Heparin/nafamostat

Bleeding, hyperkaelemia and haemothorax: case report

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    An event is serious (based on the ICH definition) when the patient outcome is:

    • * death

    • * life-threatening

    • * hospitalisation

    • * disability

    • * congenital anomaly

    • * other medically important event

    “ ”

    A 63-year-old man developed bleeding, hyperkaelemia and haemothorax during treatment with heparin and nafamostat for circuit thrombosis prophylaxis.

    The man was transferred to the hospital with acute respiratory failure because of coronavirus disease 2019 (COVID-19) pneumonia. Following 5 days, his respiratory failure worsened. Venous-venous extracorporeal membrane oxygenation (V-V ECMO) was provided through the right common femoral vein and right jugular vein. Throughout ECMO support, he received IV heparin 35000 units/day which was increased to 48000 units/day. Though the activated partial thromboplastin time was 88 seconds, circuit thrombosis was observed during ECMO therapy. As V-V ECMO could not oxygenate his blood, replacement of the ECMO membrane was essential 4 days following start of V-V ECMO insertion. Following the new membrane insertion, circuit thrombosis developed rapidly. On day 11, he received nafamostat 0.06 mg/kg/h infusion continuously into ECMO, in combination with IV heparin 24000 units/day in order to prevent circuit thrombosis. During the combination therapy, circuit thrombosis did not develop. However, on day 15, he developed hyperkalaemia and haemothorax. Blood tests revealed decreased fibrinogen while D-dimer had increased, indicating potential bleeding caused by the hemothorax. Based on the findings, a diagnosis of hyperkalaemia, bleeding and haemothorax associated with combination therapy of heparin and nafamostat was made [durations of treatment to reactions onset and outcomes not stated].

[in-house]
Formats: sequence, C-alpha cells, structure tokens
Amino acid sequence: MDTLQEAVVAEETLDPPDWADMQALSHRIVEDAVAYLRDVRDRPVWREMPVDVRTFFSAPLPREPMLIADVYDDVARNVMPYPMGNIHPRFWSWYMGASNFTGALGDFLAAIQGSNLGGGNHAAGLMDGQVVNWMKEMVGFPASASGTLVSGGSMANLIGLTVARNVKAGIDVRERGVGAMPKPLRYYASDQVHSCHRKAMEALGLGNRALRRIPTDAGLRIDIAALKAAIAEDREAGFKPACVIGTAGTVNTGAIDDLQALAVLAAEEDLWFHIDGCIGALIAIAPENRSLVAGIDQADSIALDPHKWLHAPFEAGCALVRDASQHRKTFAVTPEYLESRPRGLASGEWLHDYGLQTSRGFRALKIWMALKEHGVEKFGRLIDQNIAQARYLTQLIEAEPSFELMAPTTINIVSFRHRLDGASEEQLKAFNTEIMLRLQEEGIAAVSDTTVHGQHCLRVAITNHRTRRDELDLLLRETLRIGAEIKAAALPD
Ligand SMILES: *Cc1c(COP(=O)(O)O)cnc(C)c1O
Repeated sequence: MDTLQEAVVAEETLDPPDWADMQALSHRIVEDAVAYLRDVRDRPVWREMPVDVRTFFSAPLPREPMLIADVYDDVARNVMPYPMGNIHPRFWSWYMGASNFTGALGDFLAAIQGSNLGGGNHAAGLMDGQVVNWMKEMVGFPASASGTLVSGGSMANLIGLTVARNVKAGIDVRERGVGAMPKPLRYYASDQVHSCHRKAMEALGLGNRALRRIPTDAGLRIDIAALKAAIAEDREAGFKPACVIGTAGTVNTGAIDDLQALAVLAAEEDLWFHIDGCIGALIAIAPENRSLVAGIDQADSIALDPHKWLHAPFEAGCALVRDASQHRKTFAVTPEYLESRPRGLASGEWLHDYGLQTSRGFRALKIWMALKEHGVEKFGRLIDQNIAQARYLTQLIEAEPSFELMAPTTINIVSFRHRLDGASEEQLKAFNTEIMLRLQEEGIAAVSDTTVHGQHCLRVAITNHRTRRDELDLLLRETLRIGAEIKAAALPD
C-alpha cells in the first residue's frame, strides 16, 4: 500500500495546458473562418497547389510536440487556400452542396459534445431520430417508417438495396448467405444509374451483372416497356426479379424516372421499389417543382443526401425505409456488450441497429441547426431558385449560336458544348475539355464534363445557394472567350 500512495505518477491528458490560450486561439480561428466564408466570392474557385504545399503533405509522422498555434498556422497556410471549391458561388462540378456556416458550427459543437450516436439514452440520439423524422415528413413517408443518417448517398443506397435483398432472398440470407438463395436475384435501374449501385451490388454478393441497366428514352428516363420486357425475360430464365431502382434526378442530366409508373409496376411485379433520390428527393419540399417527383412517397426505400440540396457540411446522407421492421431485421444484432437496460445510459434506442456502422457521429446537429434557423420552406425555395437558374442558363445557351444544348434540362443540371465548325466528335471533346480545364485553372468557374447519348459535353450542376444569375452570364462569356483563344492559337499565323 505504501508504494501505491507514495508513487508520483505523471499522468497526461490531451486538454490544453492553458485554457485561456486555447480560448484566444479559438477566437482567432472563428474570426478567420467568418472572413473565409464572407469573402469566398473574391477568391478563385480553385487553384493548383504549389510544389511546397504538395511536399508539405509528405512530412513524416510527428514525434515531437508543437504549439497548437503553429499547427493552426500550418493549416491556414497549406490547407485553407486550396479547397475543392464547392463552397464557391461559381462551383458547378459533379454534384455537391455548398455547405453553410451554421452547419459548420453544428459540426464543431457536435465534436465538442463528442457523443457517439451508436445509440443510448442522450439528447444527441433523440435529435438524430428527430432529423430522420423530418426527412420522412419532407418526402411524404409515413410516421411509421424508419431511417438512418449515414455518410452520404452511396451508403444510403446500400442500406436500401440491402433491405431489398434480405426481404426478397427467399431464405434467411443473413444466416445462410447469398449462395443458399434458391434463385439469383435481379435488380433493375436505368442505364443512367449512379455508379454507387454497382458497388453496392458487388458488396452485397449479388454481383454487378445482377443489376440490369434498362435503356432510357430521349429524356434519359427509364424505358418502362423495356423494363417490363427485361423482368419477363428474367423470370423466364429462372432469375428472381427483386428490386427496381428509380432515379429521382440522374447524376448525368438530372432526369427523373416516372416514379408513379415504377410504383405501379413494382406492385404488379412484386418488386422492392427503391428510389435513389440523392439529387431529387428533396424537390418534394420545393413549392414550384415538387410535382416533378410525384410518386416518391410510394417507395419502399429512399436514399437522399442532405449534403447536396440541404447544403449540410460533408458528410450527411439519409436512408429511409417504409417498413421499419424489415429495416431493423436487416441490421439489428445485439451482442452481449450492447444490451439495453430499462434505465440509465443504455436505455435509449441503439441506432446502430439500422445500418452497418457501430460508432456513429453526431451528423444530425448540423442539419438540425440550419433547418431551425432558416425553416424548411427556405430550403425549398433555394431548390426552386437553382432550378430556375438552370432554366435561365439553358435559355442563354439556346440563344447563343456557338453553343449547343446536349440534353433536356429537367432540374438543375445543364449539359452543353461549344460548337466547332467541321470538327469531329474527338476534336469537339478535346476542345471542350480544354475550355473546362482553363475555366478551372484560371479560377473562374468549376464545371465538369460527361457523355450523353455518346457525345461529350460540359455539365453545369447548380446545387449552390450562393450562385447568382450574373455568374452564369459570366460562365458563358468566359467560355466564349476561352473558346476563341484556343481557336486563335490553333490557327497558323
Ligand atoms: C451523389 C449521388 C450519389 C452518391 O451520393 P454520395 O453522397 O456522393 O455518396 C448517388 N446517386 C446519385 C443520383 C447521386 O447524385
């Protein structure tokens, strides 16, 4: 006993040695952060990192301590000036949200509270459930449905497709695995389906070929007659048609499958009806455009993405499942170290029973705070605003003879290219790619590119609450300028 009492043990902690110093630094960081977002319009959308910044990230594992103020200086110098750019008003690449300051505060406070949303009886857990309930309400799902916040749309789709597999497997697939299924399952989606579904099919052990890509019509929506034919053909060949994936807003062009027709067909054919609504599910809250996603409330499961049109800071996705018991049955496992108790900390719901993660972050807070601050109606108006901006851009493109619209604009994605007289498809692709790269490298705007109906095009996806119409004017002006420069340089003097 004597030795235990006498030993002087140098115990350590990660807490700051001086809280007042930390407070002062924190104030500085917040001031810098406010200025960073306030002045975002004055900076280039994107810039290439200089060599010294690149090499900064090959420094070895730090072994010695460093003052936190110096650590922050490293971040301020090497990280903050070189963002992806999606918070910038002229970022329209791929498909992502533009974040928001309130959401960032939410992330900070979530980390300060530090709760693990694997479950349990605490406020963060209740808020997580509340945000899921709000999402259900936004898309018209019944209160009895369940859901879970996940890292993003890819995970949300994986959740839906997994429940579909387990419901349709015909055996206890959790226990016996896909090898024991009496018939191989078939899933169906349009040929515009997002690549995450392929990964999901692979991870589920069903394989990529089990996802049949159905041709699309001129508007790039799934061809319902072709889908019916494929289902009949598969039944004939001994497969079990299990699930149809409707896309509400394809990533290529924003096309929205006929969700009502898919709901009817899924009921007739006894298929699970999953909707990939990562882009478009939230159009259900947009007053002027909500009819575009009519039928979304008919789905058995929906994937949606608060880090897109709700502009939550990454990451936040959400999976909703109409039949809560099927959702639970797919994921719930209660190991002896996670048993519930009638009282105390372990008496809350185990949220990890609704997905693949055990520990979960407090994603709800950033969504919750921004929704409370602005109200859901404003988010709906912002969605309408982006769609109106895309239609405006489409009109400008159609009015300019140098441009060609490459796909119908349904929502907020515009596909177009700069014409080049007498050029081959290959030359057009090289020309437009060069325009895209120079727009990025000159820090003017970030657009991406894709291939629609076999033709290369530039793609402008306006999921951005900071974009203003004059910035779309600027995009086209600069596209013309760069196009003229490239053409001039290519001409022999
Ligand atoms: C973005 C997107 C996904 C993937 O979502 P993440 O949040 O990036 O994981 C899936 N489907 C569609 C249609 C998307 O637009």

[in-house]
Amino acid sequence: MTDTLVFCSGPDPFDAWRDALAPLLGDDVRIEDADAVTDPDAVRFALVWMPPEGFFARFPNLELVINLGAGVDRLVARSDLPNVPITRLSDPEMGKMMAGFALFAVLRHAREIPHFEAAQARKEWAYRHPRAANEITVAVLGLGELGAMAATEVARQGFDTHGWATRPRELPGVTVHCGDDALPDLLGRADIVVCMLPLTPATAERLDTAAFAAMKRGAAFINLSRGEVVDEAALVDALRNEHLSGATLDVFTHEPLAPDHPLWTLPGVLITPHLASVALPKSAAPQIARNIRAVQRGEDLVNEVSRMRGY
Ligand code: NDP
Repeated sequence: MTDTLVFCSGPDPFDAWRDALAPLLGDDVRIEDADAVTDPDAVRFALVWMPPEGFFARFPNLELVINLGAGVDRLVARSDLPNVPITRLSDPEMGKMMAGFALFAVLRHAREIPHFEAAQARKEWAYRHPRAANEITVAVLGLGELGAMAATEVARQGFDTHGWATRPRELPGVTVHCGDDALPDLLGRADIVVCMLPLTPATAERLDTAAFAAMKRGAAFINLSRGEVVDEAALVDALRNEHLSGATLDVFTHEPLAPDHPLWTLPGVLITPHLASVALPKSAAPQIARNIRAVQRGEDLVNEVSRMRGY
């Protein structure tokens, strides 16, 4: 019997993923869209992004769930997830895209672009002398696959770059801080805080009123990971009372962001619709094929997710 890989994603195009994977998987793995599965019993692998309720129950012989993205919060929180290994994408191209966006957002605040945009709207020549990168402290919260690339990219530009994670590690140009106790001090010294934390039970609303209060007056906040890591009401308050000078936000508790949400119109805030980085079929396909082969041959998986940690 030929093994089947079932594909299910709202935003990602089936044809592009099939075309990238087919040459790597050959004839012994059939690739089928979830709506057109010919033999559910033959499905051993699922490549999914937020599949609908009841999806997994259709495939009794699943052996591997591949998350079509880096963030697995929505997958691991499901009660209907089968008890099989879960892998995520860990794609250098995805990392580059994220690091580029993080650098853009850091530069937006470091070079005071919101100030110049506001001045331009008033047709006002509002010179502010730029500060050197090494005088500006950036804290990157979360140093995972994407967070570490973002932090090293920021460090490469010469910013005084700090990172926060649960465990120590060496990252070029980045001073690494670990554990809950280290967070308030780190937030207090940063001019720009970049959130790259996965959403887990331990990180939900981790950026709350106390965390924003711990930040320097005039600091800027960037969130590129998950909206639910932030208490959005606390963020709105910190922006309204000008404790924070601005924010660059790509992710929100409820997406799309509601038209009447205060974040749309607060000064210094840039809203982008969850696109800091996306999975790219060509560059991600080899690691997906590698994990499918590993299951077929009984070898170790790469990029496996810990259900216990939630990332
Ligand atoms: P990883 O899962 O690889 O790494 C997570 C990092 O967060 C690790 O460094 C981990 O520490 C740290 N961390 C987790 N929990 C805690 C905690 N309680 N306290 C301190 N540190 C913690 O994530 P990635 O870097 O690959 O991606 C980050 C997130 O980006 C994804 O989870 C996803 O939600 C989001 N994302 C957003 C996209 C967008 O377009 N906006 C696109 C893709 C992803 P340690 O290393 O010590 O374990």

The man's treatment with nafamostat was discontinued. Rapid blood loss because of haemothorax required transfusion of 16 units of erythrocytes [red blood cells] and 12 units of fresh-frozen plasma over a 48 hour period. His treatment with heparin was continued. V-V ECMO was stopped successfully on day 32. Tracheostomy was performed when oxygenation was recovered. On day 52, he was moved to another hospital for rehabilitation.

    Reference

    1. Doi S, et al. Preventing thrombosis in a COVID-19 patient by combined therapy with nafamostat and heparin during extracorporeal membrane oxygenation. Acute Medicine and Surgery 7: No. 1, Dec 2020. Available from: URL: http://doi.org/10.1002/ams2.585

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    Heparin/nafamostat. Reactions Weekly 1842, 195 (2021). https://doi.org/10.1007/s40278-021-90931-4

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